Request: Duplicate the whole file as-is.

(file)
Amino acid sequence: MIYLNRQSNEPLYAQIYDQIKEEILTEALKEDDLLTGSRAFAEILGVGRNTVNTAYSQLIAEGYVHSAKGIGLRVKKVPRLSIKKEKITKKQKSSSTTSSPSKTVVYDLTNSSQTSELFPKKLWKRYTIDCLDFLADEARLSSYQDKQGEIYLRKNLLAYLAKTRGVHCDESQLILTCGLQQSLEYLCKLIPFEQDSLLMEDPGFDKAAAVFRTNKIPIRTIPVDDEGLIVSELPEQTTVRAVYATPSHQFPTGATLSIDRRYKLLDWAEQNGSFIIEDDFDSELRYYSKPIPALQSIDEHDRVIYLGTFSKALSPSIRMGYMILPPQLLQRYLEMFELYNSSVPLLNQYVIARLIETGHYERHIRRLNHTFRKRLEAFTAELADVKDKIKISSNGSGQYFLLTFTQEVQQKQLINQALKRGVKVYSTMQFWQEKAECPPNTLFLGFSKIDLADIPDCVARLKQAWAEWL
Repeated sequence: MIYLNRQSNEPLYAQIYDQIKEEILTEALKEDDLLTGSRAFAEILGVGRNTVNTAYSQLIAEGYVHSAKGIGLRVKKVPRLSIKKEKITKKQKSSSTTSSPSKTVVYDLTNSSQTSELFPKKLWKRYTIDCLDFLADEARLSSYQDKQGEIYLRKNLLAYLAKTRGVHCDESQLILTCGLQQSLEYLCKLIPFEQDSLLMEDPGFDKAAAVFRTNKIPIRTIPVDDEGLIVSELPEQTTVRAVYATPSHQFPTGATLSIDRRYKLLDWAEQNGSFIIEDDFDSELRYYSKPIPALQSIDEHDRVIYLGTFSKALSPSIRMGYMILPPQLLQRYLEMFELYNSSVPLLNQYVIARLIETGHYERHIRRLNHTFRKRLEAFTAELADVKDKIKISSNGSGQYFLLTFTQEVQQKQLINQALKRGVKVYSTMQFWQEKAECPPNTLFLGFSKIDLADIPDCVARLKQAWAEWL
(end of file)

Amino acid sequence: MIYLNRQSNEPLYAQIYDQIKEEILTEALKEDDLLTGSRAFAEILGVGRNTVNTAYSQLIAEGYVHSAKGIGLRVKKVPRLSIKKEKITKKQKSSSTTSSPSKTVVYDLTNSSQTSELFPKKLWKRYTIDCLDFLADEARLSSYQDKQGEIYLRKNLLAYLAKTRGVHCDESQLILTCGLQQSLEYLCKLIPFEQDSLLMEDPGFDKAAAVFRTNKIPIRTIPVDDEGLIVSELPEQTTVRAVYATPSHQFPTGATLSIDRRYKLLDWAEQNGSFIIEDDFDSELRYYSKPIPALQSIDEHDRVIYLGTFSKALSPSIRMGYMILPPQLLQRYLEMFELYNSSVPLLNQYVIARLIETGHYERHIRRLNHTFRKRLEAFTAELADVKDKIKISSNGSGQYFLLTFTQEVQQKQLINQALKRGVKVYSTMQFWQEKAECPPNTLFLGFSKIDLADIPDCVARLKQAWAEWL
Repeated sequence: MIYLNRQSNEPLYAQIYDQIKEEILTEALKEDDLLTGSRAFAEILGVGRNTVNTAYSQLIAEGYVHSAKGIGLRVKKVPRLSIKKEKITKKQKSSSTTSSPSKTVVYDLTNSSQTSELFPKKLWKRYTIDCLDFLADEARLSSYQDKQGEIYLRKNLLAYLAKTRGVHCDESQLILTCGLQQSLEYLCKLIPFEQDSLLMEDPGFDKAAAVFRTNKIPIRTIPVDDEGLIVSELPEQTTVRAVYATPSHQFPTGATLSIDRRYKLLDWAEQNGSFIIEDDFDSELRYYSKPIPALQSIDEHDRVIYLGTFSKALSPSIRMGYMILPPQLLQRYLEMFELYNSSVPLLNQYVIARLIETGHYERHIRRLNHTFRKRLEAFTAELADVKDKIKISSNGSGQYFLLTFTQEVQQKQLINQALKRGVKVYSTMQFWQEKAECPPNTLFLGFSKIDLADIPDCVARLKQAWAEWL